Feedback for the Future on Job Shadow Day

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For high school students looking for real feedback on possible careers, Job Shadow Day continues to provide an unparalleled opportunity to sample dozens of professions.

Part of the career planning class, Deer Park’s job shadow program has been running for about a decade, and approximately 75 current students are eligible to participate in the program. According to business educator Annemarie Lenio, students spend three-quarters of the year preparing for their Job Shadow Day.

This year, senior Joseph Thomas shadowed lead meteorologist Bill Korbel of News 12 Long Island.

“This experience was amazing,” said Thomas. “I went down to the studio in Syosset and spent several hours on the set while they filmed. Bill showed me his news desk and how he updates the forecasts, films in front of a blue screen and reads off a teleprompter. Shadowing definitely allowed me to get an insight on what I might be doing for my career and life. Seeing it up close and firsthand was incredible.”

Oliver Tavares, a junior, shadowed Jose Reyes, former shortstop for the New York Mets and current Colorado Rockies player, and was impressed with the athlete’s spirit and humble nature as well as his baseball insights.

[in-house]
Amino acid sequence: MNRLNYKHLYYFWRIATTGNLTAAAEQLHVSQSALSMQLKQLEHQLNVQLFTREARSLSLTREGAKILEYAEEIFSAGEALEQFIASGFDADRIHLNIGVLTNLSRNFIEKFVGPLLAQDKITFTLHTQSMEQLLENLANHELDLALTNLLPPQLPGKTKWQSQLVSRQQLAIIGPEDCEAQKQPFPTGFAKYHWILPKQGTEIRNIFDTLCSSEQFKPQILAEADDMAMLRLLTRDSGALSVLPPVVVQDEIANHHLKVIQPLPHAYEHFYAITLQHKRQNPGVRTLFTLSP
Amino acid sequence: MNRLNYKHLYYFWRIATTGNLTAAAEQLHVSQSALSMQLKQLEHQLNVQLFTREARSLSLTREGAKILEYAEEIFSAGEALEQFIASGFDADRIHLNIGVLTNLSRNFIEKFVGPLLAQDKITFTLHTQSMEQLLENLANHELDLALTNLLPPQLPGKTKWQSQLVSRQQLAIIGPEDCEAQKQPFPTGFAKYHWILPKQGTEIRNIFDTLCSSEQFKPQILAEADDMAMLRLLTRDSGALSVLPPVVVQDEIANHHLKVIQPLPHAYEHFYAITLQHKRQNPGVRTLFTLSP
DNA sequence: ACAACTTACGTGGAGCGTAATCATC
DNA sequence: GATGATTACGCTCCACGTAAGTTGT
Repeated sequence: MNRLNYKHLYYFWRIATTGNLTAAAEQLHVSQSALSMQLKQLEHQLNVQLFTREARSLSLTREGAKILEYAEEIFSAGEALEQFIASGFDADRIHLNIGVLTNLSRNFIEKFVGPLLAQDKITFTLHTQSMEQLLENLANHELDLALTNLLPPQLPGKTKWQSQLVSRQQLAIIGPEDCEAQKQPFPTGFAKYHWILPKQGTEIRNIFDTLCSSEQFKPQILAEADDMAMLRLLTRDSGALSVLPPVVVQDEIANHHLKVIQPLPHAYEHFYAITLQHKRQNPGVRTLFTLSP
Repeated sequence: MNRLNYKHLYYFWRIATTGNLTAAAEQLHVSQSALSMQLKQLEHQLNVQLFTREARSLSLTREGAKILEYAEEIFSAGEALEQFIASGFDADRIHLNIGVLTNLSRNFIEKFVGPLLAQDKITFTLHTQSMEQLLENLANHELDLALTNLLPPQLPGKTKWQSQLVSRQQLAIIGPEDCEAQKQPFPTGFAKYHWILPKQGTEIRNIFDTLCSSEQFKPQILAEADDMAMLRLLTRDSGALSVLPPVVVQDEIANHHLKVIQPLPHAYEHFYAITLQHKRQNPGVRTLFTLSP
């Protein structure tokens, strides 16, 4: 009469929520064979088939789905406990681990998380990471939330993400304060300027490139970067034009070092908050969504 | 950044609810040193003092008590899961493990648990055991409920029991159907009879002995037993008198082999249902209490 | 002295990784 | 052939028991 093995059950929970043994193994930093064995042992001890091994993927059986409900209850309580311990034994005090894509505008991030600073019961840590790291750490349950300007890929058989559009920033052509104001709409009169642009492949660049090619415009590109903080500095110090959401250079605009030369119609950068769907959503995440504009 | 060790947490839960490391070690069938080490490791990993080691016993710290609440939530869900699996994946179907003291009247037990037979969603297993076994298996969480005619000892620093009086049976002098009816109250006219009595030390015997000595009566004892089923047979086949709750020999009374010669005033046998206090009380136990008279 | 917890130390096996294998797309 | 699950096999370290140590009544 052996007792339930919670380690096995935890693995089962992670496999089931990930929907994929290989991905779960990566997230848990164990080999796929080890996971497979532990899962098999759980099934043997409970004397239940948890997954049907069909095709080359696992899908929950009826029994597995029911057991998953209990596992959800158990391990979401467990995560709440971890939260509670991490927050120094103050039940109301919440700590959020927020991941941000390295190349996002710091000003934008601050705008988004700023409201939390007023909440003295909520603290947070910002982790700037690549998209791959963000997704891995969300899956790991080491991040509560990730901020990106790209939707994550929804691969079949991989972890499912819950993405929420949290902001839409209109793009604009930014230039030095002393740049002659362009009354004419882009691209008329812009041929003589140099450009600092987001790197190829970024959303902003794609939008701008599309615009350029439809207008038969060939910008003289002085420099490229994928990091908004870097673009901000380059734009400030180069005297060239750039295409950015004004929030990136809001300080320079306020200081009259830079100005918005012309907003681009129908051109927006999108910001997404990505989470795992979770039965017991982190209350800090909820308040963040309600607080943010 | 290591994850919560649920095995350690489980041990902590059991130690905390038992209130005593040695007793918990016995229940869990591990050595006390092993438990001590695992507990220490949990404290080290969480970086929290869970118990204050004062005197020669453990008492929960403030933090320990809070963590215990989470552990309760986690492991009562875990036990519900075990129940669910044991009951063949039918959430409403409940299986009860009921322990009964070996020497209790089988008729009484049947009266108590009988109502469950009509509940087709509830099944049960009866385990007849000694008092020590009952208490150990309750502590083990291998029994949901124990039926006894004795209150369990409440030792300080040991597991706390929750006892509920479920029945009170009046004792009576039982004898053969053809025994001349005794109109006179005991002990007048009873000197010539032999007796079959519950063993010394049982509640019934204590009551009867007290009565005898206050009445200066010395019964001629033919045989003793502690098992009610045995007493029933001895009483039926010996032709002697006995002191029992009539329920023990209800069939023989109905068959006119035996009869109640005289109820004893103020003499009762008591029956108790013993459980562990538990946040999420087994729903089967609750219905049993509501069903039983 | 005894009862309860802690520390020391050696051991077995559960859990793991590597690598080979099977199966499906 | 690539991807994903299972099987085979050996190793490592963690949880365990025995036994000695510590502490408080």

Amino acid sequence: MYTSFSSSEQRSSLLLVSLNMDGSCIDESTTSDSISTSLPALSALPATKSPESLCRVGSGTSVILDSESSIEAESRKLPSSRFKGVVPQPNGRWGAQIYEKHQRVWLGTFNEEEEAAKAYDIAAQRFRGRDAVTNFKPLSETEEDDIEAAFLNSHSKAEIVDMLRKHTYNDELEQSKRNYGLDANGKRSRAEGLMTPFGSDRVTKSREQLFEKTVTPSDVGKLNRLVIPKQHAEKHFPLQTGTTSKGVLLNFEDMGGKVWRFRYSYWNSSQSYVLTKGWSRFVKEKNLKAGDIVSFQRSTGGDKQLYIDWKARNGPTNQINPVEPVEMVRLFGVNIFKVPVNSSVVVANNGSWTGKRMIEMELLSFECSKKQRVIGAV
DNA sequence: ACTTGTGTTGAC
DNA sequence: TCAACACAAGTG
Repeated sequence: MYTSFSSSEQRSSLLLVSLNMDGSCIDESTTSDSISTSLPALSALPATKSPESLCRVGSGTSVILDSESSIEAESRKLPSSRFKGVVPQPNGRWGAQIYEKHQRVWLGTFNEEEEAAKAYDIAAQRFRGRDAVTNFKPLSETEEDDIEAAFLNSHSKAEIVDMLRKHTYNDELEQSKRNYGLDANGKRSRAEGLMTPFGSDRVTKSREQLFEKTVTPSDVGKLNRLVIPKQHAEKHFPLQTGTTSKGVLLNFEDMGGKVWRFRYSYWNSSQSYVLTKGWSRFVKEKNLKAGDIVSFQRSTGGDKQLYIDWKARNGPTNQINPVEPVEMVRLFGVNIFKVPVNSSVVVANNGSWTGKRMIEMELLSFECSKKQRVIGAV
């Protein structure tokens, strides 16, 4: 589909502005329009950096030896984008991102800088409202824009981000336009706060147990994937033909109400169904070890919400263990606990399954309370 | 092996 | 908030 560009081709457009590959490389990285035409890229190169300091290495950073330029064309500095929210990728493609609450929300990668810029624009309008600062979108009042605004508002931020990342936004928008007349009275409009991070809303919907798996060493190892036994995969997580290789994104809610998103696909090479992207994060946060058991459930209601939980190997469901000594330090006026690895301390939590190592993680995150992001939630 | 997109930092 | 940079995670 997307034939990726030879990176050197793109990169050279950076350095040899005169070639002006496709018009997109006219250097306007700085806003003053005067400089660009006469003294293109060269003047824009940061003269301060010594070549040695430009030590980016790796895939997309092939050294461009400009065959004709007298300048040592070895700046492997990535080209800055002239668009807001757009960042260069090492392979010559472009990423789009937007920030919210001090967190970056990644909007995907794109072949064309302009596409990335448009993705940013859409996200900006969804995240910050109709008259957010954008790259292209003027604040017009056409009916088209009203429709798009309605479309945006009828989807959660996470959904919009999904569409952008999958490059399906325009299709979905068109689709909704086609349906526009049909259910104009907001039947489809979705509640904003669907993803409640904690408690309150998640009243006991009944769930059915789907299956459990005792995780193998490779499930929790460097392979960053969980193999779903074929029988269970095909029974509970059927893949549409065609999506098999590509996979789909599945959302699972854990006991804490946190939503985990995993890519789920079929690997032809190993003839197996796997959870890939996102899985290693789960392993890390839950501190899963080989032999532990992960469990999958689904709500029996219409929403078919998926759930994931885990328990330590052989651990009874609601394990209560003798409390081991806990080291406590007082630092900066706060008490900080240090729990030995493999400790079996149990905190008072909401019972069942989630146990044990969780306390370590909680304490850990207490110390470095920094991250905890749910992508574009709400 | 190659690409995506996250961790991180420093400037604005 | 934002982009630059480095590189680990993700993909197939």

“I learned many things,” said Tavares. “Jose showed me the mental part of baseball, and told me that I need to learn to not listen to the critics and just be me. I was taught many physical things as well. He told me that when I get a ground ball, to have my feet moving and bring the ball to my stomach and release it quicker. This helps me because I will be better prepared for game play.”

Freshman Jenna Piccinone shadowed a dermatologist, helping her finalize her decision to pursue the medical field.

“This fascinating experience taught me more in-depth about dermatology,” Piccinone said. “I learned about how I should prepare for this kind of schooling, what courses I should participate in and about the everyday life of a dermatologist. I was able to witness different types of skin conditions like pre-cancerous and cancerous moles, cysts and eczema.”

Sam Canonica, also a freshman, shadowed a middle school teacher, learning about the profession and courses that would be required. While serving as a teacher’s assistant, he participated in various class activities.

“Job shadowing was great,” said Canonica. “It benefited me by teaching me that this is a possible career that I may want to pursue in the future. I witnessed and participated in what goes on during a normal day. Walking in the shoes of a teacher for a day was a cool experience.”